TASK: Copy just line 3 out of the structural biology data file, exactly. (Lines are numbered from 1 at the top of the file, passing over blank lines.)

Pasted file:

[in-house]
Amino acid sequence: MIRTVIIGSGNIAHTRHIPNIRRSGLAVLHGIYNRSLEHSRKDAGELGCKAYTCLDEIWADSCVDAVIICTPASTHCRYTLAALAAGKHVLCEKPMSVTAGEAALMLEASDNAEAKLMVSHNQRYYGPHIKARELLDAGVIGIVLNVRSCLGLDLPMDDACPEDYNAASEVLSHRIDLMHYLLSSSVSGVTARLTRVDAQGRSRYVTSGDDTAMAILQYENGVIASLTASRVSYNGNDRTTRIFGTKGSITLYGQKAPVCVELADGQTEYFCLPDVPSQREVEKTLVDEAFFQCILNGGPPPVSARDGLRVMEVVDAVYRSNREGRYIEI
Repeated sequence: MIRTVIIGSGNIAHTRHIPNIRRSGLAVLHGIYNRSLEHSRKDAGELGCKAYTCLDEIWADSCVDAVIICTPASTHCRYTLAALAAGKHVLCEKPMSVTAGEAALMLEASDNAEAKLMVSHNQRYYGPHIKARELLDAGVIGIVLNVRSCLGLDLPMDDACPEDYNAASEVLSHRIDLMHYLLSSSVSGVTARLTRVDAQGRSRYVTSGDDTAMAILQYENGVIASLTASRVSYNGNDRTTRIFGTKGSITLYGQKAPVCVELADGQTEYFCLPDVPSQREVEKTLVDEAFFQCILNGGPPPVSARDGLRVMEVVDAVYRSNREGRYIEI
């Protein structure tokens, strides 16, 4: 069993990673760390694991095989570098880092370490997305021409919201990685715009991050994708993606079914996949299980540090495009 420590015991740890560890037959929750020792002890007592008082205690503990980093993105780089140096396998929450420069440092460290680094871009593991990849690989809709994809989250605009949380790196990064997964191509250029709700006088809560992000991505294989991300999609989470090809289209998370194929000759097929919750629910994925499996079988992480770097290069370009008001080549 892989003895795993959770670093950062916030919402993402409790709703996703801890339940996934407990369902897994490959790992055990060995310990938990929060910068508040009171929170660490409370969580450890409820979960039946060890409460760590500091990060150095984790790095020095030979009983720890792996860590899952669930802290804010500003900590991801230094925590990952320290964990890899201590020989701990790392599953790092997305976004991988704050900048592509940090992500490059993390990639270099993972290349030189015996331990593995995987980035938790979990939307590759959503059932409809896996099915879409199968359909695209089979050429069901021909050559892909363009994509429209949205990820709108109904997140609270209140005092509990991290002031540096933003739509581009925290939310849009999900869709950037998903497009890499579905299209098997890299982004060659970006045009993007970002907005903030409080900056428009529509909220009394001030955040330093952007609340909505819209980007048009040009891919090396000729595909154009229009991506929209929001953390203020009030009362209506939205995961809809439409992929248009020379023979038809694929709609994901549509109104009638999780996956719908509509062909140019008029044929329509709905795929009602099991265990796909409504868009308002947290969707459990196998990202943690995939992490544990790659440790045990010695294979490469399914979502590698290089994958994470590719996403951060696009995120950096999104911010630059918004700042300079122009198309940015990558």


Repeated sequence: MIRTVIIGSGNIAHTRHIPNIRRSGLAVLHGIYNRSLEHSRKDAGELGCKAYTCLDEIWADSCVDAVIICTPASTHCRYTLAALAAGKHVLCEKPMSVTAGEAALMLEASDNAEAKLMVSHNQRYYGPHIKARELLDAGVIGIVLNVRSCLGLDLPMDDACPEDYNAASEVLSHRIDLMHYLLSSSVSGVTARLTRVDAQGRSRYVTSGDDTAMAILQYENGVIASLTASRVSYNGNDRTTRIFGTKGSITLYGQKAPVCVELADGQTEYFCLPDVPSQREVEKTLVDEAFFQCILNGGPPPVSARDGLRVMEVVDAVYRSNREGRYIEI